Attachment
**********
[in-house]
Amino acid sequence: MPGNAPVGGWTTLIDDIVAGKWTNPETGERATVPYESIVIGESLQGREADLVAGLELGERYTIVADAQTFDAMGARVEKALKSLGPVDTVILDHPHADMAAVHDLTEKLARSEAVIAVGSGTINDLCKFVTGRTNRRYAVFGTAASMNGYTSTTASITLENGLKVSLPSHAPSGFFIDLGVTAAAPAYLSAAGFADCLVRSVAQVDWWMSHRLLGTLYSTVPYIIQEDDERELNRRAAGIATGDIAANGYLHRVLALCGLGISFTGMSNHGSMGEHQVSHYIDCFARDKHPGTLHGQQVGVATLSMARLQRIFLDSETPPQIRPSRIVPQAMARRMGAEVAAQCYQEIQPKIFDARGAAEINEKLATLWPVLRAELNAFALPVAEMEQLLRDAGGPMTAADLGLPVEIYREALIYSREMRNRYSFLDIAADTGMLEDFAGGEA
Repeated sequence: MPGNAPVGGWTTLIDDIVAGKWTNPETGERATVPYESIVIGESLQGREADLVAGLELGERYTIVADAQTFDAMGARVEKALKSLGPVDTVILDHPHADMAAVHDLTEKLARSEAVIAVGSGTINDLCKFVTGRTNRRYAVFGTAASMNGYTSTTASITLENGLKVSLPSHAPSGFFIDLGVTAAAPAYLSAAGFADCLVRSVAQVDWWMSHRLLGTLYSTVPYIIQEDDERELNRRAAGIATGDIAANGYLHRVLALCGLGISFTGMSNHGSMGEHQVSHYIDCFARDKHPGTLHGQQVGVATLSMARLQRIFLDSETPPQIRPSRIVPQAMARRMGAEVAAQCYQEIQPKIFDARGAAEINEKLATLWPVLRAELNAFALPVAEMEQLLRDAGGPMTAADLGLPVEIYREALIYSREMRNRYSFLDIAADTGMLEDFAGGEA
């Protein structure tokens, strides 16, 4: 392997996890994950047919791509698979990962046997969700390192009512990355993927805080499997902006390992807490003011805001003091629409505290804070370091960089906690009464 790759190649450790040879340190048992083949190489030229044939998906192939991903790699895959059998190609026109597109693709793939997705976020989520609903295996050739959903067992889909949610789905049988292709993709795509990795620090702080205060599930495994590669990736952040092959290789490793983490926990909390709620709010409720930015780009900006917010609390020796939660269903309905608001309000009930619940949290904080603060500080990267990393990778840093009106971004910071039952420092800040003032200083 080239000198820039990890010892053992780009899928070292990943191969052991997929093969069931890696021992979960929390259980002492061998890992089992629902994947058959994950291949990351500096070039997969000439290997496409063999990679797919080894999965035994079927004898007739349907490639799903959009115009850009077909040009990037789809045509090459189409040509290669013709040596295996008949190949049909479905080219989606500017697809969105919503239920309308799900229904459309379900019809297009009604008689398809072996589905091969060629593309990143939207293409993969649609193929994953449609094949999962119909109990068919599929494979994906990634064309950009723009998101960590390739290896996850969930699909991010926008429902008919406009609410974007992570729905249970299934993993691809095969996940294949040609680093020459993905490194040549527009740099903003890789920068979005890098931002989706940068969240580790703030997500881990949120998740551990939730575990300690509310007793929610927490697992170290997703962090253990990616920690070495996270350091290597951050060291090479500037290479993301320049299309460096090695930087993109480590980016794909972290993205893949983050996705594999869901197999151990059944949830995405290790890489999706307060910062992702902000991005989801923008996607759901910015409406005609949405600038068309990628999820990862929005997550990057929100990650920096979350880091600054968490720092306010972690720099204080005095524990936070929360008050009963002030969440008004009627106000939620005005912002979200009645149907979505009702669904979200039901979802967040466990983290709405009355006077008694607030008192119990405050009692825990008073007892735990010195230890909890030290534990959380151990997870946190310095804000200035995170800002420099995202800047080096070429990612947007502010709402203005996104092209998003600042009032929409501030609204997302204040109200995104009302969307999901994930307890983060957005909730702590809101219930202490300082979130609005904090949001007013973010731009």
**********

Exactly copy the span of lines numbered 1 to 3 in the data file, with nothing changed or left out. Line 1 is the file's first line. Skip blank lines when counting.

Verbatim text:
[in-house]
Amino acid sequence: MPGNAPVGGWTTLIDDIVAGKWTNPETGERATVPYESIVIGESLQGREADLVAGLELGERYTIVADAQTFDAMGARVEKALKSLGPVDTVILDHPHADMAAVHDLTEKLARSEAVIAVGSGTINDLCKFVTGRTNRRYAVFGTAASMNGYTSTTASITLENGLKVSLPSHAPSGFFIDLGVTAAAPAYLSAAGFADCLVRSVAQVDWWMSHRLLGTLYSTVPYIIQEDDERELNRRAAGIATGDIAANGYLHRVLALCGLGISFTGMSNHGSMGEHQVSHYIDCFARDKHPGTLHGQQVGVATLSMARLQRIFLDSETPPQIRPSRIVPQAMARRMGAEVAAQCYQEIQPKIFDARGAAEINEKLATLWPVLRAELNAFALPVAEMEQLLRDAGGPMTAADLGLPVEIYREALIYSREMRNRYSFLDIAADTGMLEDFAGGEA
Repeated sequence: MPGNAPVGGWTTLIDDIVAGKWTNPETGERATVPYESIVIGESLQGREADLVAGLELGERYTIVADAQTFDAMGARVEKALKSLGPVDTVILDHPHADMAAVHDLTEKLARSEAVIAVGSGTINDLCKFVTGRTNRRYAVFGTAASMNGYTSTTASITLENGLKVSLPSHAPSGFFIDLGVTAAAPAYLSAAGFADCLVRSVAQVDWWMSHRLLGTLYSTVPYIIQEDDERELNRRAAGIATGDIAANGYLHRVLALCGLGISFTGMSNHGSMGEHQVSHYIDCFARDKHPGTLHGQQVGVATLSMARLQRIFLDSETPPQIRPSRIVPQAMARRMGAEVAAQCYQEIQPKIFDARGAAEINEKLATLWPVLRAELNAFALPVAEMEQLLRDAGGPMTAADLGLPVEIYREALIYSREMRNRYSFLDIAADTGMLEDFAGGEA